New Zealand, Japan, Vietnam and Malaysia are all known to be lobbying India to reconsider its stand, which is allowed for through a special clause in the agreement.
But “that’s unlikely. India hasn’t benefited from FTAs as it is not an export-driven economy but an import-dependent one. India in RCEP will create a backdoor FTA with China,” wrote renowned Indian geostrategist Brahma Chellany.
RCEP proponents say it will help signatory nations to emerge faster from the pandemic’s economic devastation including through greater participation in and access to regional supply chains.
They note China has rebounded quickly from its rapidly contained Covid-19 outbreak, the origin of the global pandemic, and that regional trade is bouncing back in trend.
At the same time, resurgent outbreaks in Europe and the United States raise questions about how long it will take for Western markets to recover comparatively.
With 8.8 million Covid-19 cases, India has the second-highest number of infections in the world behind only the US. India’s gross domestic product (GDP) contracted 23.9% in the quarter ended on June 30 but is now showing signs of recovery.
“Value chains are where RCEP’s real value for the Indo-Pacific lies,” Jeffrey Wilson, research director at the Perth USAsia Centre, wrote in a recent commentary.
“Not only is it a large trade agreement, but it also has design features that specifically aim to support global value chains. Rather than loosening just a bilateral single link, RCEP will genuinely unlock regional value chains,” Wilson wrote.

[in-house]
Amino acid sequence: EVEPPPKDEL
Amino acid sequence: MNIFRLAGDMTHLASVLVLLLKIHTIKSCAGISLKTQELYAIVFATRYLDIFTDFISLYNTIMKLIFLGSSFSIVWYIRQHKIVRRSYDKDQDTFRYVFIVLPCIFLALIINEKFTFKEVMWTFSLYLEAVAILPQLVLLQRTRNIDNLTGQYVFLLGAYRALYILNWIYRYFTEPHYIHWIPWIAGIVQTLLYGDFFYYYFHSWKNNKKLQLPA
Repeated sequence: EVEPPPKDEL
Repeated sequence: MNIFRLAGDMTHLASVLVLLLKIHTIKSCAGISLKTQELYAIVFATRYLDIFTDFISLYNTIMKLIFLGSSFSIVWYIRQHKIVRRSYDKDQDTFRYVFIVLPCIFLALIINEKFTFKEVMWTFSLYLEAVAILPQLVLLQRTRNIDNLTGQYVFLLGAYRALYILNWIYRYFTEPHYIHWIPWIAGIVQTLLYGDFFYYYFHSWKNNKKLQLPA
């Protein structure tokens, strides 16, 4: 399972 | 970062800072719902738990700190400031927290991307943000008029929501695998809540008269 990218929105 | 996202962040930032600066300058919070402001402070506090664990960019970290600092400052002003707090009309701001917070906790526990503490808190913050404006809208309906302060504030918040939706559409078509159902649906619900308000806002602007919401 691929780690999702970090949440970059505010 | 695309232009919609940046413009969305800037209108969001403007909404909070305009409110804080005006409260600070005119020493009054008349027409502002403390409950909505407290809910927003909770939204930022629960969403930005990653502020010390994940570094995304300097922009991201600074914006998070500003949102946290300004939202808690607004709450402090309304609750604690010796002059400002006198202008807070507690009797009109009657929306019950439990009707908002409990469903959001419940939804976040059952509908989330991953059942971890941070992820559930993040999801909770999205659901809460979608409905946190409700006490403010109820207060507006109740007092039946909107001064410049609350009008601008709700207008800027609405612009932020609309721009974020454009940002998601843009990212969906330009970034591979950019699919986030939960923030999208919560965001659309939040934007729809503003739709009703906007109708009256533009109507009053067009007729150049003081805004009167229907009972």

That’s raised criticism of India’s decision against joining the pact, including among Chinese academics and commentators.
“Opting out of the RCEP means India will be isolated in the next round of globalization and regional economic integration, but for other RCEP members, it means they will meet fewer obstacles in promoting regional economic integration,’’ Liu Zongyi, secretary-general of the research center for China-South Asia Cooperation at the Shanghai Institute for International Studies, wrote in the Communist Party-run mouthpiece Global Times.
But Indian political leaders counter that they are protecting domestic interests from cheap and, in China’s case, often state-subsidized cheap imports.
They say that no protections against such an unequal trade surge were promised at the RCEP’s negotiations. India is believed to have sought an automatic trigger of increasing tariffs at a particular level of imports but other signatories declined to agree.